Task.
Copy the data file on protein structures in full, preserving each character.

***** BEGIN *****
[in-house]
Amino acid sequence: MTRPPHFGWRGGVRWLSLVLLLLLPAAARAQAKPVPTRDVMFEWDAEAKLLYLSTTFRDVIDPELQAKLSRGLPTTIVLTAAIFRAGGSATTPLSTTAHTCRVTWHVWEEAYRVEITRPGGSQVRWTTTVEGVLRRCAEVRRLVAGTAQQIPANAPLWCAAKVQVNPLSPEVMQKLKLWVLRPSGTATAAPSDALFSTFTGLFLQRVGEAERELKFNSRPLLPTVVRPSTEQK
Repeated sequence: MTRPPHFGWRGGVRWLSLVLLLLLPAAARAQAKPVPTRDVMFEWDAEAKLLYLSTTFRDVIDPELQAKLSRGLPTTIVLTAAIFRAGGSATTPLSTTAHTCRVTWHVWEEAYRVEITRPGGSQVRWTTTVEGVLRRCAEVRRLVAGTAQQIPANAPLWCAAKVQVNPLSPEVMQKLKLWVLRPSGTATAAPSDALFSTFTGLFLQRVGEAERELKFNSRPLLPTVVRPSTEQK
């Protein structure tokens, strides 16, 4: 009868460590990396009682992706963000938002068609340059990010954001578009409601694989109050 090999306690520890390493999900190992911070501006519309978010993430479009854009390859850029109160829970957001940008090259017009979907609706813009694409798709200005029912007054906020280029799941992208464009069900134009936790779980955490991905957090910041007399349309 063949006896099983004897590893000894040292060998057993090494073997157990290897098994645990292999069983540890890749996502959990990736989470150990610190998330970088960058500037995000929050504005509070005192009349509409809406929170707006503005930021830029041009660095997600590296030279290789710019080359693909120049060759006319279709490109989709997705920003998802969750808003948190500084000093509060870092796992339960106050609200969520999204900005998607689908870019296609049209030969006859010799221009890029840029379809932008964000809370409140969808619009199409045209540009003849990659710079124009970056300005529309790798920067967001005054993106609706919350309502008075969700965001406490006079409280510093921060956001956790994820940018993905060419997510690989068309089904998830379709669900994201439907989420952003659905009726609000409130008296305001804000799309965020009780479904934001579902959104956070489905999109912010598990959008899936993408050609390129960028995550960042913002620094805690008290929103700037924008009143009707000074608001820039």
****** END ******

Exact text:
[in-house]
Amino acid sequence: MTRPPHFGWRGGVRWLSLVLLLLLPAAARAQAKPVPTRDVMFEWDAEAKLLYLSTTFRDVIDPELQAKLSRGLPTTIVLTAAIFRAGGSATTPLSTTAHTCRVTWHVWEEAYRVEITRPGGSQVRWTTTVEGVLRRCAEVRRLVAGTAQQIPANAPLWCAAKVQVNPLSPEVMQKLKLWVLRPSGTATAAPSDALFSTFTGLFLQRVGEAERELKFNSRPLLPTVVRPSTEQK
Repeated sequence: MTRPPHFGWRGGVRWLSLVLLLLLPAAARAQAKPVPTRDVMFEWDAEAKLLYLSTTFRDVIDPELQAKLSRGLPTTIVLTAAIFRAGGSATTPLSTTAHTCRVTWHVWEEAYRVEITRPGGSQVRWTTTVEGVLRRCAEVRRLVAGTAQQIPANAPLWCAAKVQVNPLSPEVMQKLKLWVLRPSGTATAAPSDALFSTFTGLFLQRVGEAERELKFNSRPLLPTVVRPSTEQK
């Protein structure tokens, strides 16, 4: 009868460590990396009682992706963000938002068609340059990010954001578009409601694989109050 090999306690520890390493999900190992911070501006519309978010993430479009854009390859850029109160829970957001940008090259017009979907609706813009694409798709200005029912007054906020280029799941992208464009069900134009936790779980955490991905957090910041007399349309 063949006896099983004897590893000894040292060998057993090494073997157990290897098994645990292999069983540890890749996502959990990736989470150990610190998330970088960058500037995000929050504005509070005192009349509409809406929170707006503005930021830029041009660095997600590296030279290789710019080359693909120049060759006319279709490109989709997705920003998802969750808003948190500084000093509060870092796992339960106050609200969520999204900005998607689908870019296609049209030969006859010799221009890029840029379809932008964000809370409140969808619009199409045209540009003849990659710079124009970056300005529309790798920067967001005054993106609706919350309502008075969700965001406490006079409280510093921060956001956790994820940018993905060419997510690989068309089904998830379709669900994201439907989420952003659905009726609000409130008296305001804000799309965020009780479904934001579902959104956070489905999109912010598990959008899936993408050609390129960028995550960042913002620094805690008290929103700037924008009143009707000074608001820039």